By Michael Ollove
New Jersey announced this month that it is joining New Hampshire and Washington state in sending free COVID-19 testing kits to the homes of residents who request them.
New Hampshire made rapid tests available late last month, while Washington state began offering them to residents of nine counties starting in mid-November.
Meanwhile, Massachusetts announced that it will send 2 million free rapid test kits to 102 cities and towns in the state that have the highest proportion of families living in poverty, so officials can distribute to them residents.
Unlike those states, New Jersey is sending lab tests that residents must mail back.
New Jersey has experienced a steep rise in cases since early November and an accompanying increase in hospitalizations, particularly among older residents. State health officials said new hospitalizations have climbed by 81 percent in early December.
In announcing the availability of the test kits, New Jersey State Health Commissioner Judith Persichilli stressed the importance of testing to track and contain the virus.
“With cases rising and holiday gatherings and travel, you want to protect yourself, especially if you are not feeling well or believe you may have been exposed, even if you don’t have any symptoms,” Persichilli said at a COVID-19 news conference with Democratic Gov. Phil Murphy.
Persichilli said the self-administered PCR tests are the result of a partnership between the state and Vault Medical Services, a provider of diagnostic services, including COVID-19 testing. Persichilli said the program supplements COVID-19 testing sites throughout the state and is aimed at those who may have trouble getting themselves to those facilities.
The two main COVID-19 diagnostic tests are PCR and antigen. The former is considered to be more accurate. The New Jersey health department recommends that anyone who is symptomatic and receives a negative antigen test follow-up with the more reliable PCR test.
New Jersey residents can order the free test kit through Vault, whether they are symptomatic or not. A kit is then shipped overnight via UPS. Recipients can connect virtually with a Vault representative for instructions on how to take the test. Users should not eat, drink or smoke for 30 minutes before providing a saliva sample, which they do while being observed by the representative.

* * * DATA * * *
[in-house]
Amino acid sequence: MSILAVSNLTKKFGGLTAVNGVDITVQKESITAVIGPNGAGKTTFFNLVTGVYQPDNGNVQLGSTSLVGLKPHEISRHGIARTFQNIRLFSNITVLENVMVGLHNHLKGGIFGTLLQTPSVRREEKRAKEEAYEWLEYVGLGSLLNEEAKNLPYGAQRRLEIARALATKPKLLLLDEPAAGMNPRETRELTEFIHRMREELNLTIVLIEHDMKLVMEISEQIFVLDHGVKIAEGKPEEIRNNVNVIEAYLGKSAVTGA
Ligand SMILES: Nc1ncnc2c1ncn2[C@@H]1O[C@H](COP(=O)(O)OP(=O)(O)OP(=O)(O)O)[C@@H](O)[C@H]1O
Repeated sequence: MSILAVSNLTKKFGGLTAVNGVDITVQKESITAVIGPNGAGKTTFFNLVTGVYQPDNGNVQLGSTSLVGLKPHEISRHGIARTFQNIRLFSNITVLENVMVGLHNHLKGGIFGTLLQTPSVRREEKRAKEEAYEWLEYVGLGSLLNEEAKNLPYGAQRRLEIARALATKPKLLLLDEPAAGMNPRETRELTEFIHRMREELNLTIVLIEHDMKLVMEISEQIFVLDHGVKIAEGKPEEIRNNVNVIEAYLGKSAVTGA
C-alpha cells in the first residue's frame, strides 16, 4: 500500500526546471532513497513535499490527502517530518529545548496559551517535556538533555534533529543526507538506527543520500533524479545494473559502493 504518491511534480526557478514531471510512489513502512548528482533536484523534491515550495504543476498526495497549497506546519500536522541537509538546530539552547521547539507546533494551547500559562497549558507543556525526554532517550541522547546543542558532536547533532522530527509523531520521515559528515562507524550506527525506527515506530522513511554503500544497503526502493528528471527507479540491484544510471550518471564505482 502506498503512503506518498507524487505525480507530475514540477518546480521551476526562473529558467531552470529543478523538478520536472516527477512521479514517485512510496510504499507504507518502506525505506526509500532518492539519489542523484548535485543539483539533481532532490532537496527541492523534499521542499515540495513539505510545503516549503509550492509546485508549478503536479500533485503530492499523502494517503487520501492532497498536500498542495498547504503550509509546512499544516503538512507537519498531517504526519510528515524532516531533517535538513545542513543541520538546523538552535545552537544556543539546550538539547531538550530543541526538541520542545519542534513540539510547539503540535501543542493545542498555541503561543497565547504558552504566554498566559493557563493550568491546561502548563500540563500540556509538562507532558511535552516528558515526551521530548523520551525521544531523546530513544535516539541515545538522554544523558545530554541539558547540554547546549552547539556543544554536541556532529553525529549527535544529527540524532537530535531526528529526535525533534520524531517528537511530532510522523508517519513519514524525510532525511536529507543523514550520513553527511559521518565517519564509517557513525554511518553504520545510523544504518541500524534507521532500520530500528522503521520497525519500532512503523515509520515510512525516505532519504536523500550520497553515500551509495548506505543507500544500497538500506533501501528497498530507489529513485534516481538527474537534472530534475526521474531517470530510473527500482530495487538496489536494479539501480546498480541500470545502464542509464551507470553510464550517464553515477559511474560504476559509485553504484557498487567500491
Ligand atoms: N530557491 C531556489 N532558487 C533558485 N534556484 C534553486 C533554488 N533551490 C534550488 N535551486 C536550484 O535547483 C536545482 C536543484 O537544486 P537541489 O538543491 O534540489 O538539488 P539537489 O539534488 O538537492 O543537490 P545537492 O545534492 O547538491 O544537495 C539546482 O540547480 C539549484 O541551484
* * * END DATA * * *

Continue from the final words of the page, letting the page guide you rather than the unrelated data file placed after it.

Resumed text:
The kit includes pre-paid UPS packaging for the return of the sample. Vault says residents should receive test results within two days after the sample is received in the lab.
Persichilli said test results would automatically be shared with public health authorities to assist in contact tracing.
“This new program increases the availability and accessibility of testing, particularly for those who may not be able to get to a testing site,” she said.
On Dec. 21, President Joe Biden said his administration was implementing the Defense Authorization Act to produce rapid tests “to make it easier to get tested and get tested for free.” He also said that starting in January, the federal government will provide 500 million rapid tests to Americans for free and will create websites where people can order them to be shipped to their homes.
Republish this article
You are free to use NC Health News content under the following conditions:
You can copy and paste this html tracking code into articles of ours that you use, this little snippet of code allows us to track how many people read our story.
Please do not reprint our stories without our bylines, and please include a live link to NC Health News under the byline, like this:
By Jane Doe
Finally, at the bottom of the story (whether web or print), please include the text:
North Carolina Health News is an independent, non-partisan, not-for-profit, statewide news organization dedicated to covering all things health care in North Carolina. Visit NCHN at northcarolinahealthnews.org. (on the web, this can be hyperlinked)
This <a target=”_blank” href=”https://www.northcarolinahealthnews.org/2021/12/27/more-states-to-provide-free-home-covid-test-kits/”>article</a> first appeared on <a target=”_blank” href=”https://www.northcarolinahealthnews.org”>North Carolina Health News</a> and is republished here under a Creative Commons license.<img src=”https://i0.wp.com/www.northcarolinahealthnews.org/wp-content/uploads/2021/10/cropped-favicon02.jpg?fit=150%2C150&ssl=1″ style=”width:1em;height:1em;margin-left:10px;”><img id=”republication-tracker-tool-source” src=”https://www.northcarolinahealthnews.org/?republication-pixel=true&post=36953&ga=UA-28368570-1″ style=”width:1px;height:1px;”>